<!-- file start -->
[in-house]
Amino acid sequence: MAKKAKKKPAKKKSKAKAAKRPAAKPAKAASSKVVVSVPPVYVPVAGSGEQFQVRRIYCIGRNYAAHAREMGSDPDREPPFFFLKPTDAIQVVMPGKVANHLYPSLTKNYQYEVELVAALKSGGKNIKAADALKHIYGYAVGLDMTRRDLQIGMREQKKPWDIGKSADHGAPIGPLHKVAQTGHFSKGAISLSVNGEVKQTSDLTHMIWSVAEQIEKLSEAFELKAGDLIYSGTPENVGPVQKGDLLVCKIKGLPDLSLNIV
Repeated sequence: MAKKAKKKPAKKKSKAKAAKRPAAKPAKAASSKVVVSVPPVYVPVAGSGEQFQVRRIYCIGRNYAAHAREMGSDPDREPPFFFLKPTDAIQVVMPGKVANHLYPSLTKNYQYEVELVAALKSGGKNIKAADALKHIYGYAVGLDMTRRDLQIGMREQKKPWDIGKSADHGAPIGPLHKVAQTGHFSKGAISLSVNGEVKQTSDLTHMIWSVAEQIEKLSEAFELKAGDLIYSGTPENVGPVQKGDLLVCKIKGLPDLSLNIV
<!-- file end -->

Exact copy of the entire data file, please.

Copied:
[in-house]
Amino acid sequence: MAKKAKKKPAKKKSKAKAAKRPAAKPAKAASSKVVVSVPPVYVPVAGSGEQFQVRRIYCIGRNYAAHAREMGSDPDREPPFFFLKPTDAIQVVMPGKVANHLYPSLTKNYQYEVELVAALKSGGKNIKAADALKHIYGYAVGLDMTRRDLQIGMREQKKPWDIGKSADHGAPIGPLHKVAQTGHFSKGAISLSVNGEVKQTSDLTHMIWSVAEQIEKLSEAFELKAGDLIYSGTPENVGPVQKGDLLVCKIKGLPDLSLNIV
Repeated sequence: MAKKAKKKPAKKKSKAKAAKRPAAKPAKAASSKVVVSVPPVYVPVAGSGEQFQVRRIYCIGRNYAAHAREMGSDPDREPPFFFLKPTDAIQVVMPGKVANHLYPSLTKNYQYEVELVAALKSGGKNIKAADALKHIYGYAVGLDMTRRDLQIGMREQKKPWDIGKSADHGAPIGPLHKVAQTGHFSKGAISLSVNGEVKQTSDLTHMIWSVAEQIEKLSEAFELKAGDLIYSGTPENVGPVQKGDLLVCKIKGLPDLSLNIV